200@200 : October — To Govern and Serve
Date:
c. 1930
Title:
Prohibition Still
Description:
By the 1920s, the most significant change to affect the lives of Fort Wayne residents was Prohibition. As a result of the 18th Amendment to the Constitution, which in 1919 forbade the manufacture, sale, transportation, and export of "intoxicating liquors," Fort Wayne's many saloons either closed or became restaurants. Centlivre and Berghoff Breweries, Fort Wayne's two great breweries, ceased the production of beer. Beer wagons that were common on city streets were gone and festivals that commonly featured alcohol became "dry" parties. However, alcohol consumption was very much a part of the culture of Fort Wayne and many families secretly manufactured their own bathtub gin or frequented speak—easies hidden in the back rooms of downtown buildings. By the end of the 1920s, federal raids against both types of operations were common in Allen County. In 1933, the 21st Amendment to the Constitution was passed and ratified, ending national Prohibition.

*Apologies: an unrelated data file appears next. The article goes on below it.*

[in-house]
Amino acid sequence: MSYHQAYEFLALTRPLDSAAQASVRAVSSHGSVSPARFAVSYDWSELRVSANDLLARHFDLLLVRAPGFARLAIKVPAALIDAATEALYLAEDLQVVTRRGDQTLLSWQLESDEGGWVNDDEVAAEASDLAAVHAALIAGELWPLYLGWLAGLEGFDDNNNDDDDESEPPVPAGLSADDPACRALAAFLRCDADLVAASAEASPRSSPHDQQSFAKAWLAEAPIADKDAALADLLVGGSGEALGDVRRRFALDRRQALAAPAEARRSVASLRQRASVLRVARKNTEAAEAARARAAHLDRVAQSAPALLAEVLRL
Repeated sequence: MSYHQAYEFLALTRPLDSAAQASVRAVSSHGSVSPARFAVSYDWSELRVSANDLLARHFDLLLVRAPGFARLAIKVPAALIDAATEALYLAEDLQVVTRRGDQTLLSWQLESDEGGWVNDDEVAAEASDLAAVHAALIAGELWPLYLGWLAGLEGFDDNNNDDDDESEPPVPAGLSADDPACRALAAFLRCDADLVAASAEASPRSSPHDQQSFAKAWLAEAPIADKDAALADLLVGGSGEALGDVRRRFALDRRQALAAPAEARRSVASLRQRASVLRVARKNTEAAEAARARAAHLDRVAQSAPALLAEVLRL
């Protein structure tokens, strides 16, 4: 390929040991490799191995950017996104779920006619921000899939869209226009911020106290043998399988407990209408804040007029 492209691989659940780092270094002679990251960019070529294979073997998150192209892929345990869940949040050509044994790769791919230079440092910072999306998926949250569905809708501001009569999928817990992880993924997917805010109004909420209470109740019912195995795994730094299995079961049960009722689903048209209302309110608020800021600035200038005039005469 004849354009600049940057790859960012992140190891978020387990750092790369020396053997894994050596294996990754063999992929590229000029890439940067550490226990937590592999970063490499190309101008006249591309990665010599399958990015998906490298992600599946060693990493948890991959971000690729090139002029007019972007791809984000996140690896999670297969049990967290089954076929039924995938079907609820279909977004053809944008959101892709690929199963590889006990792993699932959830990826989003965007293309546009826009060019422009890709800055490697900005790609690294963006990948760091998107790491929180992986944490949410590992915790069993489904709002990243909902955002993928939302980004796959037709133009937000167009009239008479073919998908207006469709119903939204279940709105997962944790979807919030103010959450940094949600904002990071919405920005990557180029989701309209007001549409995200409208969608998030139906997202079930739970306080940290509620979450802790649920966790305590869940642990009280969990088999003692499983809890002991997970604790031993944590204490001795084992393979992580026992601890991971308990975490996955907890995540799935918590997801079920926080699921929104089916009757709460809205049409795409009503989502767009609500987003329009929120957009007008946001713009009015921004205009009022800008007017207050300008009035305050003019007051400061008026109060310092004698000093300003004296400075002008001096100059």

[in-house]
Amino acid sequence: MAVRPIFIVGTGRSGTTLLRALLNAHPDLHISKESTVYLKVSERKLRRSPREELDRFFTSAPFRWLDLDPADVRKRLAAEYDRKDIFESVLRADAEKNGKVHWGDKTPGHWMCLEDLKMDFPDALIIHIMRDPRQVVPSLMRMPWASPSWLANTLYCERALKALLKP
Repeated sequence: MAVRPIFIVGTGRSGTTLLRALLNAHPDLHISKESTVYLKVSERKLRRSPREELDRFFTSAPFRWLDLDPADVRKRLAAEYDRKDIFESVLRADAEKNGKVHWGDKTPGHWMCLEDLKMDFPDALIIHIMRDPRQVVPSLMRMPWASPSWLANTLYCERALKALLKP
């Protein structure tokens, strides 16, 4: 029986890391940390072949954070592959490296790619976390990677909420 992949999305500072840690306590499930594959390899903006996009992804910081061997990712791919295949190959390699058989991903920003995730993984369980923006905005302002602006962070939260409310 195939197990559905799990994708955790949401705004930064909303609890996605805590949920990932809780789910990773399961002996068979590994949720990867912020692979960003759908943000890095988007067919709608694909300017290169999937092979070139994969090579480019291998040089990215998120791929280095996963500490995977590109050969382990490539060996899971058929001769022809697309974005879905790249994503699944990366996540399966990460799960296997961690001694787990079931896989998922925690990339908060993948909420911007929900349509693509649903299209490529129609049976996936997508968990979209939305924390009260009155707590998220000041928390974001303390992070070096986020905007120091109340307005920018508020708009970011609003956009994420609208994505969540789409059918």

This eight—gallon still features a boiler with soldered seams, two side handles and a screw on nozzle. The condenser tub is made of ferrous metal with a copper tube coiled inside. This still was used by George J. Huebner during Prohibition. Huebner was in the furnace and sheet metal business and he constructed this unit and a few others for friends. This still was kept by the family; it evaded the long arm of the law and was never seized, unlike many similar home stills during Prohibition.
Click to Enlarge
Prohibtion Still , c. 1930Prohibtion Still , c. 1930
Prohibtion Still detail, c. 1930Prohibtion Still detail, c. 1930
Prohibtion Still detail, c. 1930Prohibtion Still detail, c. 1930
Prohibtion Still detail, c. 1930Prohibtion Still detail, c. 1930
FWPD Alcohol and Stills seizure, c. 1920sFWPD Alcohol and Stills seizure, c. 1920s